They were already on their second round by the time Ruth came into the hotel bar. She was wearing a Norwegian sweater and shiny white trousers. He still didn’t feel, he realized, like she was really his. It was as though he hadn’t won her heart, but acquired her by theft. Something about her aroused a hunger in him, and excitement. There were women who never lost that, that sense of something blossoming and healthy. As they grew older their blonde hair only changed a few tints and they became gray-blonde, like Linda Evans in Dynasty. No one in their group, he realized, would know who Linda Evans was. Their youth had known other celebrities.
“You should take a couple of lessons,” the male post-doc was telling Ruth, “then it goes by leaps and bounds.”
“Literally,” his female colleague said.
Edward didn’t like seeing her with people her own age. It revealed what had happened in the time they’d been together: she had not made him younger, because of him she became older. In the company of her peers she took on her true age, light and sparkling, while he remained behind on his island in the distant future, grumbling through his whiskers.
When Ruth just didn’t get pregnant, they went in for a fertility test. Edward jerked off in a hospital room, with well-thumbed smut and a silent movie from the prehistory of pornography bouncing across the screen. He closed his eyes and thought about Marjolein van Unen popping the snaps on her lab coat, one by one. Her breasts, skin glistening with youth. She leans back on her stool, her back against the fume cupboard, and lets him go in…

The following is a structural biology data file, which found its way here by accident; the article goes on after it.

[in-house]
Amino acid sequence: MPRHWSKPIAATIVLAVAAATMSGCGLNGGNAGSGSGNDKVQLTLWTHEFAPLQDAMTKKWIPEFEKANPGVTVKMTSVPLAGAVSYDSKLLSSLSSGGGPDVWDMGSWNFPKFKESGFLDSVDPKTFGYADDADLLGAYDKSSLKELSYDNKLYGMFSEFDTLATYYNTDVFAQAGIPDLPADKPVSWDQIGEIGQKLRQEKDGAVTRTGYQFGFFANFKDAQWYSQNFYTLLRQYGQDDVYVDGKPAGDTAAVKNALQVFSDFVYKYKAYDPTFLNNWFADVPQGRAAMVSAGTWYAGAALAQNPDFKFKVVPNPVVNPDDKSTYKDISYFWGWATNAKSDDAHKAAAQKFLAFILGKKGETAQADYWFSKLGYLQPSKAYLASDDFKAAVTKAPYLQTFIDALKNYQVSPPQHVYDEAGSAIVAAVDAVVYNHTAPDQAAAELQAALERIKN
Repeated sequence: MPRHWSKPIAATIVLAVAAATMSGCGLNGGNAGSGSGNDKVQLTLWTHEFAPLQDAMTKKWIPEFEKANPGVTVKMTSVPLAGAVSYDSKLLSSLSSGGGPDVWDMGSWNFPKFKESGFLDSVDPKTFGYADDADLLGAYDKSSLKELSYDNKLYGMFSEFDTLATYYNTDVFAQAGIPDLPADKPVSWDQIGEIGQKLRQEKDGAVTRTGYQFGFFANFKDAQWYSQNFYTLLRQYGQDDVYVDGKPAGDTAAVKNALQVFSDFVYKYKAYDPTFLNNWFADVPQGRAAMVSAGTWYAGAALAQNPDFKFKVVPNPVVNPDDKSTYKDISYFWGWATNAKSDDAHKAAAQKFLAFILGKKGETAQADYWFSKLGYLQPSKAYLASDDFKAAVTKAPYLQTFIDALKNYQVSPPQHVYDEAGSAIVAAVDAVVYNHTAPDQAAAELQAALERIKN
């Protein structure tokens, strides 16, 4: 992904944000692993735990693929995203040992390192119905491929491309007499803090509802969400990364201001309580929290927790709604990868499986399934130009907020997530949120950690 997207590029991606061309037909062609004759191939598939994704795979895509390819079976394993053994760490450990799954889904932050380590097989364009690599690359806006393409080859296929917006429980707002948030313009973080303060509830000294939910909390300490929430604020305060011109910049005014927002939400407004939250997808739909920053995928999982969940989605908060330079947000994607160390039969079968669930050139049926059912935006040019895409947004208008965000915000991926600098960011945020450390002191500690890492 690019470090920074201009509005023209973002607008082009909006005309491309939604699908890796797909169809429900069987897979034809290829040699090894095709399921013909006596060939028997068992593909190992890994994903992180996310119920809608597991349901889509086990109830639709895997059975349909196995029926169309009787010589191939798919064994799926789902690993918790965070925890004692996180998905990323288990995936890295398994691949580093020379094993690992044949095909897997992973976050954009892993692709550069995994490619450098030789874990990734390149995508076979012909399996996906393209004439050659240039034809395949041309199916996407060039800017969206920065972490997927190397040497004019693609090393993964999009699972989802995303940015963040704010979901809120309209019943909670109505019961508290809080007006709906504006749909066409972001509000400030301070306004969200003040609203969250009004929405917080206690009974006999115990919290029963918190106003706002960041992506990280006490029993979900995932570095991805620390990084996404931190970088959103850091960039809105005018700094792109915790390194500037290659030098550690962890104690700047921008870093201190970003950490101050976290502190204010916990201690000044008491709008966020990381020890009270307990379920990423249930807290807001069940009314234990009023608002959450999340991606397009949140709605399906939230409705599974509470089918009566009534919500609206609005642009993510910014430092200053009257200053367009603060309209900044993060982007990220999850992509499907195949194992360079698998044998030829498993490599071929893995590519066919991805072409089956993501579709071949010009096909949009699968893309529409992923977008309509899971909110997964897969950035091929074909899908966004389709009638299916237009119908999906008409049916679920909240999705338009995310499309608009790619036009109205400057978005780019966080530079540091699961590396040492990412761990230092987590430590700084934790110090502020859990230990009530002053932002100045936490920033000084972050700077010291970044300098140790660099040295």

The receptionist jotted down his particulars on a label, which she then stuck to the pot, so that his seed would not be taken for that of the North African who sat beside him, expressionless as a piece of fruit. A little later they passed each other, driving at a snail’s pace across the parking lot, the North African in a weathered Fiat, he in his Volkswagen Touareg. His sperm may have been as worthless as an immigrant’s, but his car was a cut above.
Only thirty-five percent of his cells were viable, the gynecologist told him a few weeks later, “more or less the percentage you’d expect from a truck driver”. The bulletin board behind the doctor’s back was hung with birth announcements. Joy, joy. He told Edward about his research, which focused on exceptionally fertile men. “If you want to find out what makes Porsches so good,” he said, “then you need to study Porsches, not Trabants.”